There is one big downside to this class, though, which I'm hoping is just a temporary thing. Drucilla seems to be a bit hit-and-miss about answering questions on the platform recently. One of the things I like best about Craftsy is the interaction with the teachers. Some of them are quicker on the uptake than others. But they all answer, even when their classes are a couple of years old. However, Drucilla seems be a bit less responsive to questions of late. I posted about three things in the class and haven't heard back from her on any of them, and can see other students' unanswered questions building up. I saw a little activity from her a few days ago so maybe she's trying to catch up now. I suspect (from researching her blog) she's gotten involved in other interests and isn't as active with the Craftsy class at this stage. And that's fine--people need to be able to be released from responsibilities; I certainly get that one! But if you're not going to be responsive, it would simply be a good idea to let people know that.
In terms of me continuing to learn spindling: Enter listener Daisy F W and her email to me recommending Abby Franquemont's spindling video and book, both entitled Respect the Spindle, available through Interweave Press. They were both on sale that weekend, so I was able to buy the video as a download and the ebook, each for $5. (They're not on sale as of this writing--sorry!) I immediately connected with Abby's teaching style, and Abby's backstory is fantastic--she grew up in the Andes as the child of anthropologists and learned how to spin in very traditional methods from Peruvian women who thought it was pretty shocking that the five-year-old Abby had never held a spindle.
I haven't finished watching the video or reading the book yet, so the jury is still out as to whether I find it more helpful than Drucilla Pettibone's Craftsy class practically-speaking, however. I just have to keep watching and practicing.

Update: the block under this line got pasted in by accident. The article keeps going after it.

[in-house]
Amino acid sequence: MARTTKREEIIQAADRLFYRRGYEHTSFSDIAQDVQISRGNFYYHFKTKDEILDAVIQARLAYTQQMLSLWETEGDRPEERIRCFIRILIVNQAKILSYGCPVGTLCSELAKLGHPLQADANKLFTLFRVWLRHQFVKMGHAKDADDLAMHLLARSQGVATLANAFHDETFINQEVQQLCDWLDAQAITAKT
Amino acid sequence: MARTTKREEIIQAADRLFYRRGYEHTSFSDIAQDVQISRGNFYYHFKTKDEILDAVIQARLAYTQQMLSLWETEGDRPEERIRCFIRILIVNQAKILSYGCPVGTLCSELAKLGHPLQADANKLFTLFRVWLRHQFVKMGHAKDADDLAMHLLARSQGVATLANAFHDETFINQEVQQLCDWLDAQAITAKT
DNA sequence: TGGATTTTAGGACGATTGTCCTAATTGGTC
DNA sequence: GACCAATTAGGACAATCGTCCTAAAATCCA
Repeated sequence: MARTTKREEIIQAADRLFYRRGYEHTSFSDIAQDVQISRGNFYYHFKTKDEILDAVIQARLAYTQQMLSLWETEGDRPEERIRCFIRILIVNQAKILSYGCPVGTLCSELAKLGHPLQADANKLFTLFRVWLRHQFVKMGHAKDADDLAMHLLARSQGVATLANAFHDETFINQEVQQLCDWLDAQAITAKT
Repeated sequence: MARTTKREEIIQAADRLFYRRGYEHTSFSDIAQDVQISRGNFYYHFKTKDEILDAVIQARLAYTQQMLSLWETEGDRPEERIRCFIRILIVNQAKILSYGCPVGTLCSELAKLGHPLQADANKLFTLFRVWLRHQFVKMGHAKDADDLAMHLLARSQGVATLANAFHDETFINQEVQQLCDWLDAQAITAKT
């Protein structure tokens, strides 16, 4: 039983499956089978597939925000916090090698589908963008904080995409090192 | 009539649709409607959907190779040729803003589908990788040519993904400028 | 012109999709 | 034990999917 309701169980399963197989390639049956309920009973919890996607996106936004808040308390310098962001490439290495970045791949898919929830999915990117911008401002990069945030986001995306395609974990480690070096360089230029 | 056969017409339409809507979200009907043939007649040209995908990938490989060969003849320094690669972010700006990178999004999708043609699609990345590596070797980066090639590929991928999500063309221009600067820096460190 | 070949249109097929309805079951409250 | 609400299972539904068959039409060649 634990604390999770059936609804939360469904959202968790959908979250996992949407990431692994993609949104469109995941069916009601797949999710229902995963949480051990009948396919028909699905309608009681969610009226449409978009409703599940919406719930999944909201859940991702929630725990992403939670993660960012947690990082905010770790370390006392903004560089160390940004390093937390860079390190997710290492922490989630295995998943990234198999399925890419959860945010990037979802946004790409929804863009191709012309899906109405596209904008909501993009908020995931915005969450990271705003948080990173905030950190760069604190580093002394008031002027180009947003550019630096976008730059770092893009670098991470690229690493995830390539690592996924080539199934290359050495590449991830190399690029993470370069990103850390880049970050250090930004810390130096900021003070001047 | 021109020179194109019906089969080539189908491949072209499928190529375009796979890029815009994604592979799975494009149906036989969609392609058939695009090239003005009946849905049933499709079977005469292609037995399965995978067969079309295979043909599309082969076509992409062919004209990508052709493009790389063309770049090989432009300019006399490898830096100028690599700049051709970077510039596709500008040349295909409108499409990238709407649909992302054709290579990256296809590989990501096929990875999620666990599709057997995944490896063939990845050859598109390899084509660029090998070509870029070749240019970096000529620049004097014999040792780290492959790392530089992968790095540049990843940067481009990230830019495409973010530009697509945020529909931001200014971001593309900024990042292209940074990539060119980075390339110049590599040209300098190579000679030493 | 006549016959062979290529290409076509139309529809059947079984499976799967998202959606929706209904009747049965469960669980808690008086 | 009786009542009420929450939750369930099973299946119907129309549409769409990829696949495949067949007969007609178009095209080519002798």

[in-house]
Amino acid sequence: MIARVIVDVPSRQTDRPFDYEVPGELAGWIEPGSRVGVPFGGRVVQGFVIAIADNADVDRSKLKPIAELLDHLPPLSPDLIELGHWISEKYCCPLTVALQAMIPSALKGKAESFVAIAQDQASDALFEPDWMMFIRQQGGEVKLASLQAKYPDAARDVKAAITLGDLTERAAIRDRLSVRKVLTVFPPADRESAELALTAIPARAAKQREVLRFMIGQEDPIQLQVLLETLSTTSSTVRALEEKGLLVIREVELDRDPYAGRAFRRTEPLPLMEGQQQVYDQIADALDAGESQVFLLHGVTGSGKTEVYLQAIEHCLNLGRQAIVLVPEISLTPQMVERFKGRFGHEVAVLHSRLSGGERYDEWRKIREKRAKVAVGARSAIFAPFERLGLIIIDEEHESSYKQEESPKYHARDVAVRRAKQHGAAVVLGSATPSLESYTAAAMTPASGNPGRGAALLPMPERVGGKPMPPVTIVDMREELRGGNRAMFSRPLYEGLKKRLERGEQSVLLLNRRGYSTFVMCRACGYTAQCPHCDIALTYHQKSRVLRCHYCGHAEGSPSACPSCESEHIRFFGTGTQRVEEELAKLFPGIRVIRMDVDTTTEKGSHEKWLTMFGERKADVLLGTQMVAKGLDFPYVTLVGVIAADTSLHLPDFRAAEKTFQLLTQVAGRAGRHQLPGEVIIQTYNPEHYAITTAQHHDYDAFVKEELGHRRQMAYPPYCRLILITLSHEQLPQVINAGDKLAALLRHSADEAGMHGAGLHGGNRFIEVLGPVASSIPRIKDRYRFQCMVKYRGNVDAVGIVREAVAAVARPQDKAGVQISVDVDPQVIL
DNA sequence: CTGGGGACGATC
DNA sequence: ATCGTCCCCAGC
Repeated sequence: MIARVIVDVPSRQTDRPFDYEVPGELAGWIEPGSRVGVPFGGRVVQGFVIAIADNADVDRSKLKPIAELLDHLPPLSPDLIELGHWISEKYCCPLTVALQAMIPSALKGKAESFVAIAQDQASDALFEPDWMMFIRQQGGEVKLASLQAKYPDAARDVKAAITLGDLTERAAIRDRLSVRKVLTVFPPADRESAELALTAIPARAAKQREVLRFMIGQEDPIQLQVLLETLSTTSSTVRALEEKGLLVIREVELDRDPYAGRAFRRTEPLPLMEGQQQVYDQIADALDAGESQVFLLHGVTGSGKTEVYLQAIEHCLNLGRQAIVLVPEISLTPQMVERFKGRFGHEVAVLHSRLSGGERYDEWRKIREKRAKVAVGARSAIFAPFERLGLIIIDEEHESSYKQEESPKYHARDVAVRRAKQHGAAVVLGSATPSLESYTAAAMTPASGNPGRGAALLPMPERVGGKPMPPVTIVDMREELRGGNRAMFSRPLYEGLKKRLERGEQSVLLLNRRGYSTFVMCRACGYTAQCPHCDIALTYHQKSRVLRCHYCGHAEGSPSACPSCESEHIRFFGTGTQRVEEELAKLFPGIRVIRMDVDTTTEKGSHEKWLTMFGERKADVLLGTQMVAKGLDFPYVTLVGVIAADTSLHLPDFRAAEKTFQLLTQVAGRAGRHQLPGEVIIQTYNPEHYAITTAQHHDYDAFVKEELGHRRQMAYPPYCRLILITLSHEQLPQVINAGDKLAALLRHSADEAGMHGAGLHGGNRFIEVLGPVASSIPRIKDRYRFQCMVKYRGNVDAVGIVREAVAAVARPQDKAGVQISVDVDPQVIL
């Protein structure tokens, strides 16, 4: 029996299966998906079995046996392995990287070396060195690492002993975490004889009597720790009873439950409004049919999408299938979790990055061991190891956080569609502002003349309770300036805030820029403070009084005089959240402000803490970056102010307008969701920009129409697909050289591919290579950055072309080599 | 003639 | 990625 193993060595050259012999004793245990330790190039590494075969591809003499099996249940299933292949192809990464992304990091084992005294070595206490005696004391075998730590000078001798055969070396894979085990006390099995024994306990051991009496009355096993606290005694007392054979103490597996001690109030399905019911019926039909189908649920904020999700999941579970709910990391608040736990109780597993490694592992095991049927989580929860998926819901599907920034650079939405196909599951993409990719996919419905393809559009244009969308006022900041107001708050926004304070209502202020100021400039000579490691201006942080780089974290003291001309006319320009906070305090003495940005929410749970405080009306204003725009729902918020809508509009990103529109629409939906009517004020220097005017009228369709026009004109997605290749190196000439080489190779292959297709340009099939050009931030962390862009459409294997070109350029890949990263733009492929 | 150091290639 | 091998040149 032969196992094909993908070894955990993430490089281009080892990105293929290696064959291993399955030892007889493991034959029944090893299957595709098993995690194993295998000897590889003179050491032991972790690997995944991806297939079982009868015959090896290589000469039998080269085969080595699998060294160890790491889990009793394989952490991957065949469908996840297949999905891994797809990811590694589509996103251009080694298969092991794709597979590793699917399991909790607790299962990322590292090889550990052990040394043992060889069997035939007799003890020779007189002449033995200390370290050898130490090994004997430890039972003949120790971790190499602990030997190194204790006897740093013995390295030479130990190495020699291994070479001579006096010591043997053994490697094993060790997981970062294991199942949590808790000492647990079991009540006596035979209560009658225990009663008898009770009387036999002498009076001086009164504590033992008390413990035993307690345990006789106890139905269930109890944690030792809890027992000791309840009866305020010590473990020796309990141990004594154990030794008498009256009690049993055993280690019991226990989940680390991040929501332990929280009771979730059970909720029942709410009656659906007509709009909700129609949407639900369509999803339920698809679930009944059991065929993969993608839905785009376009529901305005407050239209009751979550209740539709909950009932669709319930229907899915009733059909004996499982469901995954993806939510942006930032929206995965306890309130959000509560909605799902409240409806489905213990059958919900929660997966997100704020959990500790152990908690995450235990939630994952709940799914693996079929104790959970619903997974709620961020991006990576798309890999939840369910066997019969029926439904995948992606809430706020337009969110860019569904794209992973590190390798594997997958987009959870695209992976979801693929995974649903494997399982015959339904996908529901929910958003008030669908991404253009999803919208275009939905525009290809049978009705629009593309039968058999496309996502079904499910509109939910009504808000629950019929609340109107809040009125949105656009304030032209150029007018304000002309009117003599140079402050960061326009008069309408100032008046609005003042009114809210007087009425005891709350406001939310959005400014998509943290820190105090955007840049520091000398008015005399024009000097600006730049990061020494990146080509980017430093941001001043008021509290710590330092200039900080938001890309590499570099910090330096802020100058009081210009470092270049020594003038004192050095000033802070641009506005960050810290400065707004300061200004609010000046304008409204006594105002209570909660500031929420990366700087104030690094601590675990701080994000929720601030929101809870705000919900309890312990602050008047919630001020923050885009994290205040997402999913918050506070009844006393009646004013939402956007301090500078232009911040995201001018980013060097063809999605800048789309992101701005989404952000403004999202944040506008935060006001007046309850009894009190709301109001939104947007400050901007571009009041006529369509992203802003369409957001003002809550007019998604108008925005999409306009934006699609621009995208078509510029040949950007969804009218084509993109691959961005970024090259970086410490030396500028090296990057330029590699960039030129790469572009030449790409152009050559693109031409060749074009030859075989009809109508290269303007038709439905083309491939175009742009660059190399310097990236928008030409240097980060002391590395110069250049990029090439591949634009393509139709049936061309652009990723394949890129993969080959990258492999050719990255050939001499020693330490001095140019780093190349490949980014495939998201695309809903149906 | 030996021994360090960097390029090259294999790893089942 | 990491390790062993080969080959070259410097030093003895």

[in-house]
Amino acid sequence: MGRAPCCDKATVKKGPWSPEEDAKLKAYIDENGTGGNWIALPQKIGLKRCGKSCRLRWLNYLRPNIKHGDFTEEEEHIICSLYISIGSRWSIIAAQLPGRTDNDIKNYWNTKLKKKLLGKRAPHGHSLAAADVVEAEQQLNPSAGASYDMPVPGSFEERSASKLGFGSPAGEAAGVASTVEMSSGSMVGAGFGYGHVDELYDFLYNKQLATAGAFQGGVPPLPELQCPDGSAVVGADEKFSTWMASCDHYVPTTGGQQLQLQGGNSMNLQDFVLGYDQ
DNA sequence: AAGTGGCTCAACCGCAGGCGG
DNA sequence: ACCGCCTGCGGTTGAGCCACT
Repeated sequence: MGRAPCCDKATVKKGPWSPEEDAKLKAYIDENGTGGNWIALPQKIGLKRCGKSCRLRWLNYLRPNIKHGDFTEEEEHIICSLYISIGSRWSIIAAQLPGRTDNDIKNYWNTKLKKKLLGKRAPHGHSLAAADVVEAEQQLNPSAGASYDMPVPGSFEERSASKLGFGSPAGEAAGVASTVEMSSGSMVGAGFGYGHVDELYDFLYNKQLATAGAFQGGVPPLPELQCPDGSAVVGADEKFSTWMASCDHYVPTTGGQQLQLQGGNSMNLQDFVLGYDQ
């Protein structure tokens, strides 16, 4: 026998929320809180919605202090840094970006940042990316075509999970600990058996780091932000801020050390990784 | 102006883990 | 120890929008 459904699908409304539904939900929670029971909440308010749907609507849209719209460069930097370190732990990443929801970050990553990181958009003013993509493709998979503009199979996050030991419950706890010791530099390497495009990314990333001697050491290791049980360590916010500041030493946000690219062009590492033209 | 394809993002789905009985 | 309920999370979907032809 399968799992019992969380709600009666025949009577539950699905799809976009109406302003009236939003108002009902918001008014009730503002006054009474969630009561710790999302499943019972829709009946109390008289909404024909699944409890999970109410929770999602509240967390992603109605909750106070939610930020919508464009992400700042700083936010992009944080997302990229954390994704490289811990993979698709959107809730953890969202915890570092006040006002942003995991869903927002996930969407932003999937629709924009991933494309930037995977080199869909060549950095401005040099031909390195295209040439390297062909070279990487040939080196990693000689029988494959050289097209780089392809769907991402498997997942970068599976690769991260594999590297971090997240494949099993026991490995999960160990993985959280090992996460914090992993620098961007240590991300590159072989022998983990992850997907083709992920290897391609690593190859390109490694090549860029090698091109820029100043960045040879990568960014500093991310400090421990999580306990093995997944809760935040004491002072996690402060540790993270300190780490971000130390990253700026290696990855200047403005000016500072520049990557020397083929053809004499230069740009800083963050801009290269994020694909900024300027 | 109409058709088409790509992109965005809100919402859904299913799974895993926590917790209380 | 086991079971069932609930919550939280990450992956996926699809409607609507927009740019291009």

To be fair to Drucilla, this is the first Craftsy class I've taken in which I've been starting at a complete ground zero. Every other class I've had at least a certain amount of knowledge--I've been cooking for a long time, and quilting for awhile, and have done a fair amount of work in photography. So the teachers were just building on knowledge I already had. But spindling? This was my first time out of the gate. So Drucilla had a lot of work to do with me.
Therefore, I think I can say that Spindling from Fluff to Stuff is a good introduction to spindling. It did get me going, taught me some fundamentals, and encouraged me to practice; and I did get some yarn made, even if it's not very pretty yet or, perhaps, even usable. But I can see the future if I choose to stick with it, and that's a good thing. Connecting with someone's teaching style is a very personal thing--other students in the class seemed to love her, so you may love her too. Watch her introduction to see what you think. If you decide to take this class, I would recommend buying the kit--it usually is helpful when you're new at something to start out using materials the teacher is using so you're not having to mentally translate every step of the way. I think that slowed me down a bit at the outset.
But I would also recommend, if you're interested in spindling or spinning of any kind, that you check out Interweave Press as well. They have several books and videos--Abby Franquemont's as well as others--on the topic.
- 9 lessons, ranging from about 6 minutes to 30 minutes. (The 6 minute lesson is the introduction.)
- One lesson covers tools and different types of wools, how they each behave and considerations for each.
- Through the various lessons, short-draft and long-draft methods are each covered, as well as "park and draft," although that comes later in the lesson line-up than I'd have liked as, from my understanding, it's more of a beginner method than the others.
- Other lessons cover plying fiber, finishing yarn (soaking, winding into balls or hanks, etc.), other types of spindles, spinning art yarn (thick-and-thin spins, as well as adding other materials into your spinning). As you might imagine, my favorite lesson in here was the one about spinning art yarn--there was some pretty cool stuff in that one. I'm also really interested in the Navajo spindle she demonstrates--looks like cool stuff.
- One short lesson at the end is "Using your yarn." This one didn't seem to make a lot of sense to me as it would seem that most people interested in spinning are probably already people who have been using yarn for something or other in the first place. But I could easily be mistaken in that.
Have you taken Spindling from Fluff to Stuff and want to chime in with your opinions? Please do! Everyone benefits from hearing reviews!